It was a big news week at Davis station.The plumbers make the cut in site services, field parties out to Hop Island and Amanda Bay, drinks with the Doctor, Australia Day celebrations, science in the field, a review of the AGSO season that was, and introducing the newest member of the Davis weekly news team.

Cut in day

Friday was the day of the cut-in to the heating hot water for the new wastewater treatment plant for project plumbers. It was a nice warm day — about two degrees Celsius, 10 knots wind — which gave the perfect opportunity to take the station’s heating offline for a few hours. After a minor power issue in the morning, everything else went according to plan and we now have the new treatment plant connected to the site services.

Hop Island maintenance

In the anticipation of the helicopters leaving us for Mawson shortly, field hut maintenance is continuing in earnest this week. Last Wednesday two crews were out in the Rauer group of islands, with one team at Filla Island and another at Hop Island. The team at Hop had some gas work to upgrade, a new solar panel had to be installed for charging the radio, and fire extinguishers and blankets needed to be changed out.

A general inspection was carried out on both the smartie hut and the melon hut to make sure they are prepared for the winter and the following summer when they will play home to teams of scientists.

Amanda Bay

Last week I was lucky enough to be included in the trip out to Amanda Bay. The area is a restricted Antarctic Specially Protected Area (ASPA) due to the presence of an emperor penguin rookery. Entry to the area and activities carried out are controlled via permit to prevent disturbance to the colony. 

At this time of year most of the penguins have left the colony and only a few isolated groups were left. As a part of the ongoing monitoring and scientific research aerial photos are taken at specific times of year to count penguin numbers. There are also cameras powered by solar panels setup to take several pictures a day all year round to monitor behaviour, breeding success and population changes.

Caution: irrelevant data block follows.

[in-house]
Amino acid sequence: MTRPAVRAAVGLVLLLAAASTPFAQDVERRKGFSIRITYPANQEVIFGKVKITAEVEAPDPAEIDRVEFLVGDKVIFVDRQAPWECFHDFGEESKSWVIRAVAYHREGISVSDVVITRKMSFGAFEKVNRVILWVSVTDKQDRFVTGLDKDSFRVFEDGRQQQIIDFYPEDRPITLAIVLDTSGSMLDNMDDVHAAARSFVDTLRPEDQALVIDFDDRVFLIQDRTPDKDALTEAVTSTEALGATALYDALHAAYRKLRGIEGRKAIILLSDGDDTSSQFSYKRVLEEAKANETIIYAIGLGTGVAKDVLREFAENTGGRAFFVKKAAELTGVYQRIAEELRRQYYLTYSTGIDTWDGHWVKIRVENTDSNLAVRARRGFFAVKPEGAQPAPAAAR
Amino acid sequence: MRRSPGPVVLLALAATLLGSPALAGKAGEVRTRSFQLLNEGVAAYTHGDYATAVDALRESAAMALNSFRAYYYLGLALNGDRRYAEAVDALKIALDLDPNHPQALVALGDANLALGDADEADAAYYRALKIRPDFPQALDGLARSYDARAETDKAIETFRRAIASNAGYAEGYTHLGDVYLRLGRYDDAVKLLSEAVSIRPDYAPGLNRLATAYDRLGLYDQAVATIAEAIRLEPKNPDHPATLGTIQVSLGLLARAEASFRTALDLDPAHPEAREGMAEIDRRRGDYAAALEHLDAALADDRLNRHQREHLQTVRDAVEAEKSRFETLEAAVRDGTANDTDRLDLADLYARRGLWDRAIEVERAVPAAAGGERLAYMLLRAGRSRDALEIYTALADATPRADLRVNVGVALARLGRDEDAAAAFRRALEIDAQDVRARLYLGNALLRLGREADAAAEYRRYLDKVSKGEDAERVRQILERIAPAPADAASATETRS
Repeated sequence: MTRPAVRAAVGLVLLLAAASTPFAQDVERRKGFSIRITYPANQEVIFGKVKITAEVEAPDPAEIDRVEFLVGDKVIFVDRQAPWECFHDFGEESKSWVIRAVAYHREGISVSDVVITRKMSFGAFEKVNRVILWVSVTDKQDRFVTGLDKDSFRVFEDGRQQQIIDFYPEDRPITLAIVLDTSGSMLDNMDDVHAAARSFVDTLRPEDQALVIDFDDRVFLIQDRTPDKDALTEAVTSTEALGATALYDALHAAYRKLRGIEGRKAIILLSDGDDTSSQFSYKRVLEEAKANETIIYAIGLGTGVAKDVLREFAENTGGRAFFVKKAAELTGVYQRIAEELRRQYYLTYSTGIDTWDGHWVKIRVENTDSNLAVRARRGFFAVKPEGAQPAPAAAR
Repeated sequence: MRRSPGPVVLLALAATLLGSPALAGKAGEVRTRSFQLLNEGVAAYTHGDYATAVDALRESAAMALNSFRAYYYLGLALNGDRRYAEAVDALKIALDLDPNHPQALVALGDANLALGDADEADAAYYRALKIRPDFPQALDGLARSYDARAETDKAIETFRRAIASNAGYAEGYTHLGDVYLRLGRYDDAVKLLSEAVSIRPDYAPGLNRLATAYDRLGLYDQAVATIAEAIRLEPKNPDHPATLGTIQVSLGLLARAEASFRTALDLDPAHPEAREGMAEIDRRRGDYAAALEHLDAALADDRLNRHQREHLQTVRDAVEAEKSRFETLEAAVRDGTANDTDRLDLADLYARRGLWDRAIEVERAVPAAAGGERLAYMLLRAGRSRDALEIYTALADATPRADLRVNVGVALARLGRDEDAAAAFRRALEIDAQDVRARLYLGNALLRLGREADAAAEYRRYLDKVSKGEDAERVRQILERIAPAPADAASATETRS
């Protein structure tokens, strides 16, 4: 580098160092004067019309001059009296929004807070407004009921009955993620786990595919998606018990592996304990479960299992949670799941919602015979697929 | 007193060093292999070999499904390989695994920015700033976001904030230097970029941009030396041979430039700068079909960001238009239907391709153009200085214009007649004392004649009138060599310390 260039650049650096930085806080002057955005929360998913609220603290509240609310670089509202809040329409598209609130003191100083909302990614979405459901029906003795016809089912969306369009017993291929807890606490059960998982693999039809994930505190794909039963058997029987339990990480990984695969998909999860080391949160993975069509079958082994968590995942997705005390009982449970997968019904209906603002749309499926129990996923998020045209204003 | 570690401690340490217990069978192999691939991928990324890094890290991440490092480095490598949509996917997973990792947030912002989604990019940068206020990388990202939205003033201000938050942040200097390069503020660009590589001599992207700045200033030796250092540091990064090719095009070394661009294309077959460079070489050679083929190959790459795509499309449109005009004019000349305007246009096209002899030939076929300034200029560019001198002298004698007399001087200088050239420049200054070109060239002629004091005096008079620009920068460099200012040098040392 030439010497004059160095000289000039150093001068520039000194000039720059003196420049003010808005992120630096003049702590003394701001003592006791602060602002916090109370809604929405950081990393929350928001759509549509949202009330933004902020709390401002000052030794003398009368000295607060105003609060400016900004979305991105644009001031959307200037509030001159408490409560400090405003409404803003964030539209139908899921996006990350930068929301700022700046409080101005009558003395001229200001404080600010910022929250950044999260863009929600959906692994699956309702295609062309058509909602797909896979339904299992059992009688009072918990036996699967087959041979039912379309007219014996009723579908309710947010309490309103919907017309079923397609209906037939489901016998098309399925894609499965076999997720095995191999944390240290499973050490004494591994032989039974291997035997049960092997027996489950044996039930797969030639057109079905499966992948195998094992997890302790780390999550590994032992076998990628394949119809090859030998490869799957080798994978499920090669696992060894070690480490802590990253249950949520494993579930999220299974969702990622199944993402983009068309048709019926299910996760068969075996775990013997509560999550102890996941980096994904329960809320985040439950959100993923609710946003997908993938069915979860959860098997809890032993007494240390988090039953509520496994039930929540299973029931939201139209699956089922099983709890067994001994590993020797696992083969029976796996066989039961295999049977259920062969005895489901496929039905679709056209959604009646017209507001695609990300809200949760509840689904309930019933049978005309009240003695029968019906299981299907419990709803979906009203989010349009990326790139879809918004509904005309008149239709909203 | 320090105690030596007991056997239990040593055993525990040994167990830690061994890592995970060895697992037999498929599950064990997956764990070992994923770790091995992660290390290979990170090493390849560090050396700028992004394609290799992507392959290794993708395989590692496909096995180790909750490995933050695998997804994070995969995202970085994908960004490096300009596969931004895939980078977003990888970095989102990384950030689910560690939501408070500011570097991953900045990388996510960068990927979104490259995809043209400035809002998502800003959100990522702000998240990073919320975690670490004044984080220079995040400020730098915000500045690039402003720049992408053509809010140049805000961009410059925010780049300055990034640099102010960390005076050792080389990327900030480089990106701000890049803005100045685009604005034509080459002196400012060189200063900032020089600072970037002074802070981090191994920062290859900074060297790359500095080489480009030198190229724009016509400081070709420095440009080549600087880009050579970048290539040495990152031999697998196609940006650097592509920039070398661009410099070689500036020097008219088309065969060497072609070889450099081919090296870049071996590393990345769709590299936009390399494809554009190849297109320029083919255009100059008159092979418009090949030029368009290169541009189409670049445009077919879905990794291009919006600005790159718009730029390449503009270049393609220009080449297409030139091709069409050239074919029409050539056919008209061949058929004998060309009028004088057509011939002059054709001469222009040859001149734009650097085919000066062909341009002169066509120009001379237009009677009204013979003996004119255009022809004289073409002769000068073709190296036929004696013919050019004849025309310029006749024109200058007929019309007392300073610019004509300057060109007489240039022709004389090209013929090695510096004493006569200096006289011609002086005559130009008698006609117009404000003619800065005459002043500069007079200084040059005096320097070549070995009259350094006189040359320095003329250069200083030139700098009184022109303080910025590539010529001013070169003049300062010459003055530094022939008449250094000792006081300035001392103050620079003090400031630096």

The three cameras at Amanda Bay were first installed in 2011 at two sites, and were due for replacement. Adam has been carrying out the work locally and was is charge of replacing equipment, removing the old cameras and taking them back to station to download the data.

The trip was successful with many photos taken along the way.

The Penguin Watch project from Oxford University also uses these photos and others from penguin and other seabird colonies at sites around each of the stations. They are always looking for volunteers.

Vicki Heinrich 

More information 

Wanted: volunteers to count Antarctic penguins (AAD News, 2014)

Penguin Watch website

Team AGSO: a season in review

Immediately upon arrival at Davis the AGSOs (Aircraft Ground Support Officers) were swiftly put into action, supporting helicopter transfers of priority cargo and passengers from ship to shore. A handover of the sea ice ski landing area with the wintering team and facilitating cargo flights to Mawson was the game. Hampered by weather, we sat tight waiting for the opportunity until finally a window opened and we said goodbye to our Mawson guests, along with hundreds of kilos of food. “Don’t forget the cheese”, they said!

“The sea ice ski landing area was quite often over run by penguins, using its perfectly smooth surface as a highway,” said one AGSO.

Helicopter operations based on station kept the resident AGSO and helicopter crew busy, supporting many science and maintenance projects with sling loads and passenger transfers throughout the season.

With the condition of the sea ice deteriorating, it wasn’t long until the time to move operations to Davis Plateau ski landing area (Woop Woop) arrived. With support from other work groups, we traversed our snow groomers and other essential equipment to the plateau and got to work constructing the ski landing area and preparing the living quarters that would act as our base, and the launch point for the remaining fixed wing operations of the season.